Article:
Growing up, Mark Krikorian did not speak a word of English until kindergarten, having been raised only in Armenian by his parents. A contrarian by nature, Krikorian is today considered one of the leading intellectual architects of the movement against mass immigration. A nationally recognized expert on immigration issues and the executive director of the Washington D.C.-based Center for Immigration Studies (CIS) since 1995, his knowledge and expertise has been sought by the US Congress and numerous media outlets, including CNN, 60 Minutes, ABC, and National Public Radio, where he has attracted outspoken critics for supporting a stripped-down immigration system. Krikorian holds a master’s degree from the Fletcher School of Law and Diplomacy and a bachelor’s degree from Georgetown University. He is an AGBU Camp Nubar alumnus and the recipient of an AGBU scholarship.
Q The new US government is intent on overhauling immigration policy. Why, in your view, is there a need to scale back immigration levels?
A America has outgrown mass immigration. One hundred years ago when my Armenian grandparents came to the US, the economy was based primarily on farming and manufacturing in which people with relatively little education had a real shot at upward mobility. Today we have a knowledge-based, information-intensive economy where, yes immigrants can find jobs no question, but the opportunities to excel and catch up with other Americans have largely disappeared. With 320 million people stretched across the United States today, we don’t necessarily need more people. But if we continue to take in 1 million legal immigrants each year, we will see increased crowding, sprawl, oversized classrooms and a wider gap between rich and poor that will stress our economy and social institutions, unnecessarily diminishing the quality of life for both Americans and immigrants.
Q How would you define the right balance?
A My basic premise is that we limit immigration to the most compelling or moral cases—husbands, wives and minor
children of American citizens, a handful of ultra-qualified ‘Einsteins,’ if you will, and refugees who truly have no other options—that would reduce by half the one million people who move here every year as legal immigrants.
Q How would slowing down the flow of immigrants benefit immigrant communities that are already established?
A By only accepting fewer newcomers, and only people whom we intend to become full American citizens (and not, for example, so many temporary guest workers), we would have more resources to provide people the tools they need to succeed, such as a mastery of English. Having less immigration tomorrow actually helps the immigrants who came in yesterday because they are the ones most directly in competition for jobs. Last year’s stock of immigrants loses the ability to demand better wages and working conditions if another million immigrants arrive this year and are willing to settle for less.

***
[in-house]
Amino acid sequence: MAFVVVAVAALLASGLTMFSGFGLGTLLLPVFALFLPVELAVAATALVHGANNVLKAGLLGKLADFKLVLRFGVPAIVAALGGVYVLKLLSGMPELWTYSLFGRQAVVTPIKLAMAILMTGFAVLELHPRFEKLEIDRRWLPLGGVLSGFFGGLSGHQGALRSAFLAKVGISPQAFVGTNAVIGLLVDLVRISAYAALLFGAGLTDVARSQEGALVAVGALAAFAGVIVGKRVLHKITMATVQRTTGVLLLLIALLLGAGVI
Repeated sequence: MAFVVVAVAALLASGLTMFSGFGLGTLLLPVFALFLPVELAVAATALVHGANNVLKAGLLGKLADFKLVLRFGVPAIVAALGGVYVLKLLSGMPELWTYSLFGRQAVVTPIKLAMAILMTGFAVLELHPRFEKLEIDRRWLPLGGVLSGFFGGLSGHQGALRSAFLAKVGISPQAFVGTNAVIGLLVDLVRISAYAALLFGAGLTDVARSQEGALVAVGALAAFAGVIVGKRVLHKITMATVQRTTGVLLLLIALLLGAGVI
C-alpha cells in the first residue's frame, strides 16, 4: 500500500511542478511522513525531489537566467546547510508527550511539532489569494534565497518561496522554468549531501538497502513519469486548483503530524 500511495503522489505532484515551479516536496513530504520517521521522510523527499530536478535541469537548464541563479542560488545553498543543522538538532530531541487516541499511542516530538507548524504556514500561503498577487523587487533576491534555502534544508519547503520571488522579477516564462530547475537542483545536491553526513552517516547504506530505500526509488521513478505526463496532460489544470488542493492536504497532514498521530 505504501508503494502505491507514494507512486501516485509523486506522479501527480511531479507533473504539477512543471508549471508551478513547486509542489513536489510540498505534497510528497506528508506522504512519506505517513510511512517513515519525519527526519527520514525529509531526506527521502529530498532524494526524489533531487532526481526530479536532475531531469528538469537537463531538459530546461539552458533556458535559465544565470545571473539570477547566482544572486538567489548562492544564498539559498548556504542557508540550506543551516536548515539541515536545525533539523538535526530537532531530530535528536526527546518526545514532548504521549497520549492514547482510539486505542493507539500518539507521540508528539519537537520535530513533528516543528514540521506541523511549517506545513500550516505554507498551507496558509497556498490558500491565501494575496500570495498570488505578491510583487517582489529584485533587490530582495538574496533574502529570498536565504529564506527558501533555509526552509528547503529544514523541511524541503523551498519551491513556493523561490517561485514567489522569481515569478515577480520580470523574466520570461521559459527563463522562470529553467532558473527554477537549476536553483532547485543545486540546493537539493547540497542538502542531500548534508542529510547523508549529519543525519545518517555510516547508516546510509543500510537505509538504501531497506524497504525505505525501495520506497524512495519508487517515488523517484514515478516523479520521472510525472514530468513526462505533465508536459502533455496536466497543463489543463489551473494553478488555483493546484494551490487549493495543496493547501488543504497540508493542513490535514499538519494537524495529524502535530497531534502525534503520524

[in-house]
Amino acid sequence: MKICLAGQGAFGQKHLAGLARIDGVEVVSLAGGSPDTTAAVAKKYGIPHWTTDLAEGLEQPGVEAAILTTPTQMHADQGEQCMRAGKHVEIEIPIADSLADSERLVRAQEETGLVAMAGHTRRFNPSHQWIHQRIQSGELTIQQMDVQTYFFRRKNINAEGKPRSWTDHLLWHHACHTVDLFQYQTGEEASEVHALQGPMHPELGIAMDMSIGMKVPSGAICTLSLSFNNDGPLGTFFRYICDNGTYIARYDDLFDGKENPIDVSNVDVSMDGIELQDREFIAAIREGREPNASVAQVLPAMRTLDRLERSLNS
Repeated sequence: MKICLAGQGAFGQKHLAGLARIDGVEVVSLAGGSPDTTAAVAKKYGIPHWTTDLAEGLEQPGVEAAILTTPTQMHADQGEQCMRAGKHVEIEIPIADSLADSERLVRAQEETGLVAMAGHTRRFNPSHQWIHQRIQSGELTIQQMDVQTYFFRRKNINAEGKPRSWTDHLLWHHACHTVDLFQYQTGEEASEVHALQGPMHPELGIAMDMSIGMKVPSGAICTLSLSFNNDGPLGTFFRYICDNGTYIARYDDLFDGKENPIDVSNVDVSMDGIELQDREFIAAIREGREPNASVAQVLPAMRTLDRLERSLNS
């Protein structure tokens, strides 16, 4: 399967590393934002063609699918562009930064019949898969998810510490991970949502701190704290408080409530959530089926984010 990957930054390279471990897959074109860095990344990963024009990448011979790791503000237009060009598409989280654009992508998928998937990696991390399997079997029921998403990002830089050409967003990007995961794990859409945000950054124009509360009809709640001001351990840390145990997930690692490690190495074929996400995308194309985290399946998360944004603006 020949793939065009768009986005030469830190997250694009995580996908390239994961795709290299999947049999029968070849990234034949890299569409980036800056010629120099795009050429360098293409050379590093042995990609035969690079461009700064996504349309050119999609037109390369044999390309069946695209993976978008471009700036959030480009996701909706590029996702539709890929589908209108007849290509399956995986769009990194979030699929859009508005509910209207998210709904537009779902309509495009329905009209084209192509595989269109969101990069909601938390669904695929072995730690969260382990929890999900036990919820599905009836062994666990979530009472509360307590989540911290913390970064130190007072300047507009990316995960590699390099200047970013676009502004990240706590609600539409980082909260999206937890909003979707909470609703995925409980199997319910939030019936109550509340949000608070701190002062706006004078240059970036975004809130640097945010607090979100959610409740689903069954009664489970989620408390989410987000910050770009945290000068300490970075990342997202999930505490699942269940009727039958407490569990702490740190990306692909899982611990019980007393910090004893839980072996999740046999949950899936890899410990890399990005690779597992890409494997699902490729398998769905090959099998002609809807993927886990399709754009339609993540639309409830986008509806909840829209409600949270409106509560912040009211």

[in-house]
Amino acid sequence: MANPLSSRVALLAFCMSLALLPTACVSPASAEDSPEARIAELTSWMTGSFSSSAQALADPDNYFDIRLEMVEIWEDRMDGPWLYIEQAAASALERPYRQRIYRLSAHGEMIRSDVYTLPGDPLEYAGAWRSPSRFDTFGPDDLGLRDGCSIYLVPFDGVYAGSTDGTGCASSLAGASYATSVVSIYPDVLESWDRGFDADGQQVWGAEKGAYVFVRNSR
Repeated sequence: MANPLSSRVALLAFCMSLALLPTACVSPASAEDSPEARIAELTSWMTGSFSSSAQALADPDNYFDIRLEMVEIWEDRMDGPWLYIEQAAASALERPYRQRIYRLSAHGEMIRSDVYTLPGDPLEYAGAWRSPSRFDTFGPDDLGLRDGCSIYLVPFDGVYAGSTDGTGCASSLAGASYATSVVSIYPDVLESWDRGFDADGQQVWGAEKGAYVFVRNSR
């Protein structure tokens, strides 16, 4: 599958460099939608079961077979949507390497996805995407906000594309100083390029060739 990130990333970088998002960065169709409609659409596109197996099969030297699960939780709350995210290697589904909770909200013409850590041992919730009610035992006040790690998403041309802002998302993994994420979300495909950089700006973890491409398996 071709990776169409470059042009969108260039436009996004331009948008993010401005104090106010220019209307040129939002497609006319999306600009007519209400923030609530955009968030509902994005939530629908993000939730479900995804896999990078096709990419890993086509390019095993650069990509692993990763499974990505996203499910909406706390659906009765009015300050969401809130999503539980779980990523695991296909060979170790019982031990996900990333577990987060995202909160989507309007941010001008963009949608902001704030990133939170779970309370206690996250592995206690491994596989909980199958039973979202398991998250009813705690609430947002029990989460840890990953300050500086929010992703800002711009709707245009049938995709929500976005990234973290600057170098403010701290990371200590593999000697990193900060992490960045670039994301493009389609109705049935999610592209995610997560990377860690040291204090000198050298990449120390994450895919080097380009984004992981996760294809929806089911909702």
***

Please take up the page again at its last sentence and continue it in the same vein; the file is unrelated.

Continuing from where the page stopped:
Q With regards to refugees, given the devastating conflict in Syria, is there not a strong moral case to be made for the United States to accept more refugees, not less?
A The amount of money required to take care of one Syrian here can, according to the United Nations, support 12 refugees in the countries where they have sought refuge, mainly Turkey, Jordan and Lebanon. We do have an obligation to ensure that the money we spend on refugee protection helps the largest number of people, but moving one person to Sioux City, Iowa instead of taking care of 12 Syrians in Turkey or 12 Somalians in Kenya, that’s morally wrong. The metaphor I use is this: why feed one hungry person caviar when you can feed 12 people rice and beans? There’s no moral justification there.
Q What impact has Western immigration in the past several decades had on Armenians in Armenia and in the Middle East?
A We all know many great people from Armenia, Syria, Lebanon and elsewhere who have come here because of loose US immigration policies. Some are friends of mine, and I criticize no individual’s decision. But is it good for the Armenian people to continue a US government policy that encourages even more of this in the future? When you look at the big picture, American mass immigration is draining away talented, energetic young people from the Republic of Armenia and from Armenian communities in the Middle East. That inevitably weakens Armenian identity in the long term because assimilation of those immigrants’ children and grandchildren is unavoidable. Fewer opportunities to emigrate to the US will translate into more Armenians staying more Armenian in the Middle East longer, and that from an Armenian perspective seems to me to be an important goal.
Q What current projects are you working on?
A I continue to be focused on the costs of immigration and how best to manage it, but that work is a lot more urgent now that we have a new administration that is interested in at least some of what we have to say. I am also a deacon at St. Mary’s Armenian Apostolic Church in Washington D.C., a passion that grew out of a two-year stint in Armenia in the 1980s as a student where I audited courses at Etchmiadzin, before the Communists found out and made me stop.
Banner photo by Noah Willman